Emotional Intelligence: Motivation

Intrinsic motivation is the ability to self-motivate, with a focus on achieving internal goals, as opposed to being moved by external praise and reward or fear of retribution.

Individuals who are able to motivate themselves in this way have a tendency to be more committed and goal-focused. These are the individuals we look for when we screen applicants.

Motivation combines drive, initiative, commitment, optimism, and perseverance to accomplish something beyond money or recognition.

In business ownership, for example, someone may be initially motivated simply for the recognition or bragging rights, but that level of motivation wouldn’t last long once the reality of the task sets in.

There has to be a deeper meaning involved, and a commitment to yourself and/or others (like family) to make all the sacrifice and struggle worthwhile.

This is where the emotional intelligence piece comes in. Although there are certainly people who are highly motivated, it doesn’t necessarily mean that they are able to exhibit or understand the other components of emotional intelligence such as empathy and self-awareness. When things get truly difficult, these individuals will not be able to dig deep and pull through.

Individuals who are not self motivated are usually driven to accomplish for personal or financial gain. We see them often, jumping from one thing to the next, not able to commit.

A well rounded and truly emotionally intelligent individuals will exhibit all of the following traits: Self-Regulation, Self-Awareness, Empathy, Social Skills, and (of course) Motivation.

Whether it’s in relation to work, personal goals or health, an emotionally intelligent individual understands the deeper meaning of aspirations and the self-motivation skills required to achieve them. This depth of understanding helps when they hit a wall and struggle to advance.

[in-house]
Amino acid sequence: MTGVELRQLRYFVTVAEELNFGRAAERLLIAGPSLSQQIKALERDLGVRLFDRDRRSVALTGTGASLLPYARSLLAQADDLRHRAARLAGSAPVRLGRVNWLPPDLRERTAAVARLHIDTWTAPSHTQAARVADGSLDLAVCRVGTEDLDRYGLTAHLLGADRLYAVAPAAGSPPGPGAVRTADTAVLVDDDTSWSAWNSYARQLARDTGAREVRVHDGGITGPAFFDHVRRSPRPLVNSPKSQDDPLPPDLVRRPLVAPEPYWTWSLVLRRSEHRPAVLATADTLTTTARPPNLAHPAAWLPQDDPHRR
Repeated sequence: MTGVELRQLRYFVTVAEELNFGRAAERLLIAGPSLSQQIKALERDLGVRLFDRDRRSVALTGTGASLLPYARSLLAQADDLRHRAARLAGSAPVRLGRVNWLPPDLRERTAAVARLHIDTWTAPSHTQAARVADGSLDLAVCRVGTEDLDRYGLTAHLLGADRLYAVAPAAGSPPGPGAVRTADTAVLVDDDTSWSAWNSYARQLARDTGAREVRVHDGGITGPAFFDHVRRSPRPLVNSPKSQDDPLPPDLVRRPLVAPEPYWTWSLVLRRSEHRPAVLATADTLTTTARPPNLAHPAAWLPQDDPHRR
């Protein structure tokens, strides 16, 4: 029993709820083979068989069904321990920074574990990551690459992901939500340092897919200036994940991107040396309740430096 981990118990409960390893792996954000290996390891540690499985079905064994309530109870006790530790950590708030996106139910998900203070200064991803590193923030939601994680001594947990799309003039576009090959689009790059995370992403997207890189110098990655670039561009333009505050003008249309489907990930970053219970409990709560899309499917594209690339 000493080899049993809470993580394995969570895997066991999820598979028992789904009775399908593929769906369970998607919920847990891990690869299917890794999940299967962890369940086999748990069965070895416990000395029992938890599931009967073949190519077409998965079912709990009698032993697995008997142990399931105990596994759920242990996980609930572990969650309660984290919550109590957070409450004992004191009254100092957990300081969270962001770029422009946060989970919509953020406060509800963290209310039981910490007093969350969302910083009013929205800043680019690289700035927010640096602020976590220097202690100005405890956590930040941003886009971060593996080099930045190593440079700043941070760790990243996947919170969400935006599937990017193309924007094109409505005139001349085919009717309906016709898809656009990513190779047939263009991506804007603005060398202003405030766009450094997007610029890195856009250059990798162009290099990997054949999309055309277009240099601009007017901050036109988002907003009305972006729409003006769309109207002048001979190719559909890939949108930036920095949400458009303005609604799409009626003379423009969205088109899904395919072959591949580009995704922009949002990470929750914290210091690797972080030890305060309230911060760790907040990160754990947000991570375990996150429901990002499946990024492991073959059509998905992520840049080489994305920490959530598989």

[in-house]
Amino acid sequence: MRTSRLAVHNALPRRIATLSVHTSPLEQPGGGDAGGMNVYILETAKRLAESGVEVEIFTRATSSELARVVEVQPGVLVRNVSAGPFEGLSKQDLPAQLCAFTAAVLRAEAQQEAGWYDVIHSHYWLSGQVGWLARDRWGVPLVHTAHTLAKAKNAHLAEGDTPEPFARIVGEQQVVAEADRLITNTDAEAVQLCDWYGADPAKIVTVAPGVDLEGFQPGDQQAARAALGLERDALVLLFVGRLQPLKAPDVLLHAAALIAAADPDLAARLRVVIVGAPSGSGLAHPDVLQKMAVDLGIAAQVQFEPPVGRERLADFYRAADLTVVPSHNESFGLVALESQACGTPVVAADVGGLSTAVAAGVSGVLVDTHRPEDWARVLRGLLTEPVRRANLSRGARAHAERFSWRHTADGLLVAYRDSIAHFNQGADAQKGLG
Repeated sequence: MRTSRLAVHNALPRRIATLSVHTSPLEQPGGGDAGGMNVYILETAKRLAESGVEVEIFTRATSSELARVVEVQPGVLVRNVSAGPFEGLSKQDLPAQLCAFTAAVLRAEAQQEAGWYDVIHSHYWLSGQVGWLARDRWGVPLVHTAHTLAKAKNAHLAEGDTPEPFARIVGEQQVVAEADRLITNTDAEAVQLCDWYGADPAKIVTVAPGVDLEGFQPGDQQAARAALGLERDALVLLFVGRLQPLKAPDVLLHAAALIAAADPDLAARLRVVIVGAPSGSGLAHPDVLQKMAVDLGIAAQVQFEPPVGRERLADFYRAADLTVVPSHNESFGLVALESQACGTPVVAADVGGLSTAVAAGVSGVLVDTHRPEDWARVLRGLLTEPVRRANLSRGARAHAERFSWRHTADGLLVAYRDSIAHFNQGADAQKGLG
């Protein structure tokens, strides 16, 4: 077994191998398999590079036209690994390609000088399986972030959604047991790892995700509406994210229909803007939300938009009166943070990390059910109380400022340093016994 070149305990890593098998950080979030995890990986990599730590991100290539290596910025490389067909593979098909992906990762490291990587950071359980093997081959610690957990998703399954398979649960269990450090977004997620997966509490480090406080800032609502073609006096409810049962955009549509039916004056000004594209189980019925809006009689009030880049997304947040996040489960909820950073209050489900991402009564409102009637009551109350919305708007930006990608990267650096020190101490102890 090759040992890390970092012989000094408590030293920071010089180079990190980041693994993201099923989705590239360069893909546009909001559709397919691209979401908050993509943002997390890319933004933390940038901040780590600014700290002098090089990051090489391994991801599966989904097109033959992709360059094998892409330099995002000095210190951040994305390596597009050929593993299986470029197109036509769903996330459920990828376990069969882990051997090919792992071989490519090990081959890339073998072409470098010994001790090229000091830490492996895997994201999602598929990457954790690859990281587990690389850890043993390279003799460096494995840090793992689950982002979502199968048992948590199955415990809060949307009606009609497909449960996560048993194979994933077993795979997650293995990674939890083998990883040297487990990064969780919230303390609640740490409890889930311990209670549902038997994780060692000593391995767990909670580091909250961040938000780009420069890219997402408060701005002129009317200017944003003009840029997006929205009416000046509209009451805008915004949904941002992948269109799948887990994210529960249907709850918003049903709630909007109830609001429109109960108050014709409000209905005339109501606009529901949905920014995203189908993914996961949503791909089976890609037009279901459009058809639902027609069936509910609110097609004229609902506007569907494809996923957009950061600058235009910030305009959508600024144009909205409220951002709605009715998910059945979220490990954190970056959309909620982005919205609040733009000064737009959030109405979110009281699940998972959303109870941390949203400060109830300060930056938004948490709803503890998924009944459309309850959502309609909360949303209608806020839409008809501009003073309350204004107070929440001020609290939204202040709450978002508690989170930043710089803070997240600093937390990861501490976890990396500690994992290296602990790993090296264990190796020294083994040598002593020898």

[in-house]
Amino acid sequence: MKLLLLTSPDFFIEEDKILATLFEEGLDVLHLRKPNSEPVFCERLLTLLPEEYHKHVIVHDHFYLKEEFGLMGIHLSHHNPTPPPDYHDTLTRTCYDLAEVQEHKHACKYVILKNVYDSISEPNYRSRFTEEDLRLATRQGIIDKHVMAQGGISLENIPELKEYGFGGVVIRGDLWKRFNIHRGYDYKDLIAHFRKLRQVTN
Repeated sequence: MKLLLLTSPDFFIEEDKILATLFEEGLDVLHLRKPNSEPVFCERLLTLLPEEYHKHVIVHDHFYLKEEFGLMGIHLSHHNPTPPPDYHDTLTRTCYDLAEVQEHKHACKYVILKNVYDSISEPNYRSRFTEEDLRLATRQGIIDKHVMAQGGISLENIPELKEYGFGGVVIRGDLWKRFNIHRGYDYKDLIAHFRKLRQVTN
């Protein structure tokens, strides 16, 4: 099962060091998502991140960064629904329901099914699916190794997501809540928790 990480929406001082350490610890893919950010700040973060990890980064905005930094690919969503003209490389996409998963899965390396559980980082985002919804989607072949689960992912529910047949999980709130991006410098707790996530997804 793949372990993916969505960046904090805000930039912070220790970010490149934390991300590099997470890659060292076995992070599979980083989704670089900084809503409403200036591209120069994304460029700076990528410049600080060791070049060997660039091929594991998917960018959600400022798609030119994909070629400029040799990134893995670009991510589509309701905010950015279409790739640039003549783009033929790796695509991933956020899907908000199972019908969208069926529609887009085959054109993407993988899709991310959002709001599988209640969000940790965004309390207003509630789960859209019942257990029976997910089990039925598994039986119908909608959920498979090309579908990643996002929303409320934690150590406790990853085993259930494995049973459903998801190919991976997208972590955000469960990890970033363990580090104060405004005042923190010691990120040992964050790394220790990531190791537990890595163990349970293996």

Obviously emotional intelligence significantly impacts motivation, giving it the depth it needs to survive when it's not fun, when you would rather not and when it gets hard. Because life does throw obstacles up and nothing ever goes as planned, someone who is primed for success will have both, EI and Motivation, to get them up, over, around or under and obstacle that stands in their way. Both are required for success.

Goleman (1995) identified four elements that contribute to motivation:

  • Personal drive to improve

  • Commitment to the goals we set for ourselves

  • Readiness to act on opportunities that present themselves to us

  • Resiliency

Magnano et al (2016) asserts that motivation is the basic psychological process we use to stimulate ourselves into action to achieve a desired outcome. Whether it’s picking up the remote to change the channel or dedicating hundreds of hours to delivering a project, without motivation we’d be unable to act.

Basic motivation arouses, energizes, directs and sustains behavior and performance. Intrinsic motivation, that is self-motivation, comes from within, pushes us to achieve our full potential.

As an added bonus, an Emotionally Intelligent individual not only possesses the skills for self-motivation but also the skills required to motivate others, a useful talent to have in leadership positions.